CiRA researchers argue that advances in embryonic technology demand a reconsideration of what laboratory creations deserve moral status.
The advancement of science depends on two questions. The first is objective and asks, what can we do? Obviously, something that is impossible cannot be done. The second question is subjective and asks, what should we do? This question requires more delicate thought and is a much stronger indication of our ethics than our knowledge. With embryonic technologies more frequently giving an affirmative answer to the first question, a new essay in EMBO Reports written by the Uehiro Research Division for iPS Cell Ethics and other CiRA researchers considers our answer to the second question by examining the moral status of the resulting entities made from these technologies.
To the human mind, nothing provokes more paradoxical feelings of fascination and preciousness than a human life. The fascination drives a curiosity to understand how one single cell – a fertilized egg – grows into a complex human being of trillions of cells. At the same time, the preciousness holds back our efforts in order to prevent any of the eggs used from going to waste.
When it comes to embryo research, scientists have upheld the “14-day rule” for decades. The rule was made partially in response to Louise Brown, the first IVF baby, who was born in 1978. The rule forbids embryos from being cultured beyond 14 days for research purposes, because the 15th day is when gastrulation begins, or when the embryo can no longer separate to form twins.
Program-Specific Assistant Professor Tsutomu Sawai explains that we need to reassess what laboratory creations should be considered under the 14-day rule.
“The fundamental question we ask is, do the resulting structures have moral status? In vitro culture methods of human embryos and the generation of human embryo-like structures are raising new ethical issues because of their potential of developing a fetus and mature human beings,” he says.
Moral status dictates the 14-day rule. If the entity has moral status, then the 14-day should be applied.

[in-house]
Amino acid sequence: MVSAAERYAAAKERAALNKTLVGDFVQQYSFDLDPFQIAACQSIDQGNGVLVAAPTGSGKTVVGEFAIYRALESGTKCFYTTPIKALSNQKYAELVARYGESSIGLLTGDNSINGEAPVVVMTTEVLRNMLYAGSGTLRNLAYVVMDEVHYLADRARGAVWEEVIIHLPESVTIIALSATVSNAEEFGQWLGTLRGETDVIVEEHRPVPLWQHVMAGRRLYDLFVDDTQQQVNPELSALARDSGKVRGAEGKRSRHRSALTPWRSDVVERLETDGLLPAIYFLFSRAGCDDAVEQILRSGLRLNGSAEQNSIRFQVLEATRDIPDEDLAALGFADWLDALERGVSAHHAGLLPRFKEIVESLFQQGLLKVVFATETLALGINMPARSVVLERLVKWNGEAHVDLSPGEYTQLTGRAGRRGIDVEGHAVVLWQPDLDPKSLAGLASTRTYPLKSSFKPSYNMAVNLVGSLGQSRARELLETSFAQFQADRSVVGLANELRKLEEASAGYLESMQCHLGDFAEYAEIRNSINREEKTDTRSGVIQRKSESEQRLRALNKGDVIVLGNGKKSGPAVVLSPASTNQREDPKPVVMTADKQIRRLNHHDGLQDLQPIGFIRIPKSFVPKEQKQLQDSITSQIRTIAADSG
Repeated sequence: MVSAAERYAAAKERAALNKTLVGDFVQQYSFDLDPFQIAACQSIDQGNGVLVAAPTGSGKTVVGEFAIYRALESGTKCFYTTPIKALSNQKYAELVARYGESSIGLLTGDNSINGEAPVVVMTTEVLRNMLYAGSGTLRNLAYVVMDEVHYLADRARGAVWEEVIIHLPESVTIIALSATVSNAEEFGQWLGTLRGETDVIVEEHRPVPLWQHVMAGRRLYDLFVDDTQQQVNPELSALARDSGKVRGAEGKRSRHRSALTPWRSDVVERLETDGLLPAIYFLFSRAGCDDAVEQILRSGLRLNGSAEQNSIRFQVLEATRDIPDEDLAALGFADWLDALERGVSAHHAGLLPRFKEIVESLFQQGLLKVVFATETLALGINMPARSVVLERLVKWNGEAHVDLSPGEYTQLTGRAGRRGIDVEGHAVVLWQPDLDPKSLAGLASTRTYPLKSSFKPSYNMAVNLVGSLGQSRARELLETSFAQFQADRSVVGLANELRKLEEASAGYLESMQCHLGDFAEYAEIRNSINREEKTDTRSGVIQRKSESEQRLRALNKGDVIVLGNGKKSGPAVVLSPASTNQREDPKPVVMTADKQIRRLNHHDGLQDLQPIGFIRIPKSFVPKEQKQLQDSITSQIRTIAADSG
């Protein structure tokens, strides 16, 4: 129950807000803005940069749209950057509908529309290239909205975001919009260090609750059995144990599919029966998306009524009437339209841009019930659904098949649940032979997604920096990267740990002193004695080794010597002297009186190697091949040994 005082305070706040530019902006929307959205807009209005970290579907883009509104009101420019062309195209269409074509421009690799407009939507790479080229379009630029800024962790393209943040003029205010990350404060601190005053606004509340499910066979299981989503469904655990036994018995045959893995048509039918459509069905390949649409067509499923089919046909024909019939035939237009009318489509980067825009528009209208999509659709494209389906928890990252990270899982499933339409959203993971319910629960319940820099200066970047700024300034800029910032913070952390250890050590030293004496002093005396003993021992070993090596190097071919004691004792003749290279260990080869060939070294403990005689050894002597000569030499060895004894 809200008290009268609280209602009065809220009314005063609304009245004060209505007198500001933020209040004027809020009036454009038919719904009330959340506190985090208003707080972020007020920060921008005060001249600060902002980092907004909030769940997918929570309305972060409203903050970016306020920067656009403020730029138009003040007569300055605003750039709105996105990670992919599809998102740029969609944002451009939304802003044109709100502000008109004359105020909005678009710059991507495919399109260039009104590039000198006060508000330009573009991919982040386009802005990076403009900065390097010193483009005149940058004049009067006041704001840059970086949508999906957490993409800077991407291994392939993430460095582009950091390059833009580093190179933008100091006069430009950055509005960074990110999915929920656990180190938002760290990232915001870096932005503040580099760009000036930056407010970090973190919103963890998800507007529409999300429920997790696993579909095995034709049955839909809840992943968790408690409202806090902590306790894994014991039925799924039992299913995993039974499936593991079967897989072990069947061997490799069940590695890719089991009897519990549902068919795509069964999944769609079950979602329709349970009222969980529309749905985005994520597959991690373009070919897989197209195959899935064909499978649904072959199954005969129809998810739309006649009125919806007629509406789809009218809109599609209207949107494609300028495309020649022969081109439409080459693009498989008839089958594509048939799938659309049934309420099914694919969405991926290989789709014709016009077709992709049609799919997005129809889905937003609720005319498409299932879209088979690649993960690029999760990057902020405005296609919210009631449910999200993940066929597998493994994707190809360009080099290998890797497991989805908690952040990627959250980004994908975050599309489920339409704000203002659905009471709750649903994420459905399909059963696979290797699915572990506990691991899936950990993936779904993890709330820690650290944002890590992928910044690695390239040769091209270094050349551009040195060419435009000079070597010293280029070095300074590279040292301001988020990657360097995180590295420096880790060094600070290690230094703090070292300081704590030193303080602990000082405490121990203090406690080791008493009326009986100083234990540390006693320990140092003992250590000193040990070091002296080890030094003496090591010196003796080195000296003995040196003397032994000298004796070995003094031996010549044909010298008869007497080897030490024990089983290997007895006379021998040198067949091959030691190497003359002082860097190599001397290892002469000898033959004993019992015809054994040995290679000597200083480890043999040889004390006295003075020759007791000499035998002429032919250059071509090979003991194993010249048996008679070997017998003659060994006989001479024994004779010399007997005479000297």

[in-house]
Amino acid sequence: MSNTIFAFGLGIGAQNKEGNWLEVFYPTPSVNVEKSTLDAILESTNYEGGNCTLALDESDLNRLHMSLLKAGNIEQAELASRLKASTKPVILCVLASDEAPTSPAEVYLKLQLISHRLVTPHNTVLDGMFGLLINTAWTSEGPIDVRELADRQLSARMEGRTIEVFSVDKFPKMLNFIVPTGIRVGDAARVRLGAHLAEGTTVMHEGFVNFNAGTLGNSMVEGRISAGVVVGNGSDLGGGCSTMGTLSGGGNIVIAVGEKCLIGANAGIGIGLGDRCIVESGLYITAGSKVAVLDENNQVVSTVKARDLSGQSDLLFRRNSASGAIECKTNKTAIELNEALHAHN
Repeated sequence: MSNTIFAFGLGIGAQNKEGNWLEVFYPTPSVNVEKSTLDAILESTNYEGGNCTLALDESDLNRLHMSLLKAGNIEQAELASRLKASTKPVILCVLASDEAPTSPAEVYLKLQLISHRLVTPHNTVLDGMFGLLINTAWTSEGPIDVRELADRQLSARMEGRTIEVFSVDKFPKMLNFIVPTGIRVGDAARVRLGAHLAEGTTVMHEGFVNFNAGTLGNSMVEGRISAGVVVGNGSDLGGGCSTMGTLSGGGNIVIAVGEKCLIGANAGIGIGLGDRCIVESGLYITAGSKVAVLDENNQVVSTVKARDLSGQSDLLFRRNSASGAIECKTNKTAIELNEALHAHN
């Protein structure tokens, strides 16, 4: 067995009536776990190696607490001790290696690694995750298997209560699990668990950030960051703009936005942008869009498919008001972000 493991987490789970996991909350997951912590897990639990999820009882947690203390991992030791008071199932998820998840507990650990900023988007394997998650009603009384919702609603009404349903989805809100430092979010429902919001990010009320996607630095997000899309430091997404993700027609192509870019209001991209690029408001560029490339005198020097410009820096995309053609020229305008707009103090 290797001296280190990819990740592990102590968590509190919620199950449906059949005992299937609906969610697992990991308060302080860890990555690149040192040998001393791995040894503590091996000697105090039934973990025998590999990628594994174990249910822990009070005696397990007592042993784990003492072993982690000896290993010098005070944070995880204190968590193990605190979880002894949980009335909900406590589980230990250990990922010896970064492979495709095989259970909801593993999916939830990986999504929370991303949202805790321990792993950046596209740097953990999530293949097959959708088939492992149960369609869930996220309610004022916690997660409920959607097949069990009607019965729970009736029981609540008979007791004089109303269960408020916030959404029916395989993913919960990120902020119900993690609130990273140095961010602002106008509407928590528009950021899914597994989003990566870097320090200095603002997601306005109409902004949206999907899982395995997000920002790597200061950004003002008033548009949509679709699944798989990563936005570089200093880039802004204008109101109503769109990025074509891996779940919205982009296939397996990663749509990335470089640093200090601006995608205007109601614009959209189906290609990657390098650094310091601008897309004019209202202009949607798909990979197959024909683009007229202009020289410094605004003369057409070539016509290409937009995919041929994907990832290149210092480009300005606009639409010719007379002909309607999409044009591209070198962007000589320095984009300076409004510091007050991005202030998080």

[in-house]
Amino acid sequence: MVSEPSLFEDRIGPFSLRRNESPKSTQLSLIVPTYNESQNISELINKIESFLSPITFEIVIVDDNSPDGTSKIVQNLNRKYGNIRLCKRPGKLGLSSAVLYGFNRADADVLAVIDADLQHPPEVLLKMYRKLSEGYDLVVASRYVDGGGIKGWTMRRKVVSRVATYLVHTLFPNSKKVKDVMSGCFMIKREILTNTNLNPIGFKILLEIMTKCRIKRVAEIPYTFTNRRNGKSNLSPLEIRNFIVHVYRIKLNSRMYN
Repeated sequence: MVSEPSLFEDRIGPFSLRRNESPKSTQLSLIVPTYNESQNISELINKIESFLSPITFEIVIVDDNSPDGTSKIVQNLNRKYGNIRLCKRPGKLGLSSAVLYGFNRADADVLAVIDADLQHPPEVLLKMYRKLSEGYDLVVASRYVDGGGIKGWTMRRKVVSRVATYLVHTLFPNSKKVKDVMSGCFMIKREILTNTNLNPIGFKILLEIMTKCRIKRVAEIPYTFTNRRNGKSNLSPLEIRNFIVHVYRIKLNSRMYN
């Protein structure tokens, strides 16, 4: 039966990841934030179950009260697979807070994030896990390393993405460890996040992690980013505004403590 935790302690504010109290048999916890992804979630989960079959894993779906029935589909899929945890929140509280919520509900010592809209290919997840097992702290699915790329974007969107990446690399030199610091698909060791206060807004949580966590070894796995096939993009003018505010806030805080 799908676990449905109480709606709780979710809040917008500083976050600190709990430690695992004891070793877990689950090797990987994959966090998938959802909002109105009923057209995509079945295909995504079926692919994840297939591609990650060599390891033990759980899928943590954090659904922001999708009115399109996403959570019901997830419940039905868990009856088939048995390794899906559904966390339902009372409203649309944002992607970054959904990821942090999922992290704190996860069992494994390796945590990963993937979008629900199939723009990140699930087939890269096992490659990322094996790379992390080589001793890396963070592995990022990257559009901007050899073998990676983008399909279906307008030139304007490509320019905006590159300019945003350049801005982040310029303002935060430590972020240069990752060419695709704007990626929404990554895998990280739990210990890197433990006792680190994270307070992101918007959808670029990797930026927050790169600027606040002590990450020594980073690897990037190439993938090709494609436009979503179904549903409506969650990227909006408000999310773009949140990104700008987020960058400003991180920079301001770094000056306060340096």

To decide, the potential of the entity, which categories whether the entity can develop into a mature human, is considered. Active and passive potential are entities in which nothing but internal factors or at least one external factor, respectively, are needed for this development. For example, an embryo has active potential, but an unfertilized egg has passive potential.
iPS cells are also entities with passive potential, since reprogramming requires some external influence. However, they are also a good example of how moral status changes with technology. Twenty years ago, no one would believe a blood cell could grow into a human, but iPS cell technology has forced reconsideration, giving any reprogrammable cell passive potential.
“It would be absurd to conclude somatic cells have significant moral status,” says Sawai, but, he added, iPS cells show that it is not so simple to conclude active potential has moral status and passive potential does not. Further, even within passive potential, the essay argues more hierarchies are needed.
Thus, the authors propose advanced passive potential and basic passive potential. Entities that have basic passive potential can only differentiate into specific tissues or cell lineages and therefore need not be burdened by 14-day rule. Judgement for advanced passive potential is not so simple, however.
Advanced passive potential was further broken into categories A and B. Entities that are category A can replicate the whole human embryonic process. They therefore have moral status and should have the 14-day rule applied. As for entities that are advanced passive potential category B, they represent a grey zone that demands more analysis.
“Our suggestion is that the 14-day rule should be applied to even entities which are equivalent to embryo proper, but which lack hypoblast and trophoblast,” says Sawai.
Advances in embryonic technology, Sawai notes, are not only changing our understanding of human development. They are also changing our perspectives on what we define as life.
“The potential to develop into human beings is one of the most contentious issues in stem cell bioethics. With technology changing faster and faster, so too will our conditions for moral status,” he says.
Title: The moral status of human embryo-like structures: potentiality matters?
Authors: Tsutomu Sawai, Tomohiro Minakawa, Jonathan Pugh, Kyoko Akatsuka, Jun K Yamashita and Misao Fujita
Journal: EMBO reports
For more detail, please refer CiRA website